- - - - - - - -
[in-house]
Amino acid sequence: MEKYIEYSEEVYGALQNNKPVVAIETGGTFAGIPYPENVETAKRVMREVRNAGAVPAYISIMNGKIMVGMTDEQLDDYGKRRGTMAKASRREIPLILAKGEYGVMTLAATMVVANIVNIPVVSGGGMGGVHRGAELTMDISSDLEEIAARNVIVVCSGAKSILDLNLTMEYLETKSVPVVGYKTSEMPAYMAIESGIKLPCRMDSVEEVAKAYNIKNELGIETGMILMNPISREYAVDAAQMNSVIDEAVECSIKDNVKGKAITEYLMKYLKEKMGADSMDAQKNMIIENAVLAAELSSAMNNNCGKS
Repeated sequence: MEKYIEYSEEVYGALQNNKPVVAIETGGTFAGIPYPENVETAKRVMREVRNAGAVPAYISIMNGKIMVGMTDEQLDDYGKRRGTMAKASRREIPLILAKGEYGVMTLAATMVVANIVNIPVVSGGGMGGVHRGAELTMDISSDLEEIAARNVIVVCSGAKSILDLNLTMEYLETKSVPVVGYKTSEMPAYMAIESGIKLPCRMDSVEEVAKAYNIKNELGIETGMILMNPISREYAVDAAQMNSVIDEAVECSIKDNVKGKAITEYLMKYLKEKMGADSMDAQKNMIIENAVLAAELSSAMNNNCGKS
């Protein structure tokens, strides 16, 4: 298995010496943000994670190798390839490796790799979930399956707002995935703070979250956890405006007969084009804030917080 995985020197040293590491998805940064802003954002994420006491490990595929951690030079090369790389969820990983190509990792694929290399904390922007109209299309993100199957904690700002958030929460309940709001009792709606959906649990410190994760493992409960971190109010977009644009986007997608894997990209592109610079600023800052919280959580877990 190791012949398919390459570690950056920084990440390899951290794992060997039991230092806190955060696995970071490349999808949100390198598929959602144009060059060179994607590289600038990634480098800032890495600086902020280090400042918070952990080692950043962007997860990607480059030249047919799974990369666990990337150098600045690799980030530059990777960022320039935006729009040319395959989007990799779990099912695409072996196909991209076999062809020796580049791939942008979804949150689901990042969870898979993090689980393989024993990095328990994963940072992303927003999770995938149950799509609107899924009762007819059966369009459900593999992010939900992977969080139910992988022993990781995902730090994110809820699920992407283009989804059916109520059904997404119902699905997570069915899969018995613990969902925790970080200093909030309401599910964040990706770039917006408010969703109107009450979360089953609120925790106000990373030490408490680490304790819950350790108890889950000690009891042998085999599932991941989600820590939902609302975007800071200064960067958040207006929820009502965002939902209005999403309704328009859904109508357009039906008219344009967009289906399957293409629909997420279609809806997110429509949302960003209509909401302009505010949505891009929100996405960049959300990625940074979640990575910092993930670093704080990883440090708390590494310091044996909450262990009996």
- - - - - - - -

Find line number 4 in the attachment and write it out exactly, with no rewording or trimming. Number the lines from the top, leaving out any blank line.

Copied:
């Protein structure tokens, strides 16, 4: 298995010496943000994670190798390839490796790799979930399956707002995935703070979250956890405006007969084009804030917080 995985020197040293590491998805940064802003954002994420006491490990595929951690030079090369790389969820990983190509990792694929290399904390922007109209299309993100199957904690700002958030929460309940709001009792709606959906649990410190994760493992409960971190109010977009644009986007997608894997990209592109610079600023800052919280959580877990 190791012949398919390459570690950056920084990440390899951290794992060997039991230092806190955060696995970071490349999808949100390198598929959602144009060059060179994607590289600038990634480098800032890495600086902020280090400042918070952990080692950043962007997860990607480059030249047919799974990369666990990337150098600045690799980030530059990777960022320039935006729009040319395959989007990799779990099912695409072996196909991209076999062809020796580049791939942008979804949150689901990042969870898979993090689980393989024993990095328990994963940072992303927003999770995938149950799509609107899924009762007819059966369009459900593999992010939900992977969080139910992988022993990781995902730090994110809820699920992407283009989804059916109520059904997404119902699905997570069915899969018995613990969902925790970080200093909030309401599910964040990706770039917006408010969703109107009450979360089953609120925790106000990373030490408490680490304790819950350790108890889950000690009891042998085999599932991941989600820590939902609302975007800071200064960067958040207006929820009502965002939902209005999403309704328009859904109508357009039906008219344009967009289906399957293409629909997420279609809806997110429509949302960003209509909401302009505010949505891009929100996405960049959300990625940074979640990575910092993930670093704080990883440090708390590494310091044996909450262990009996």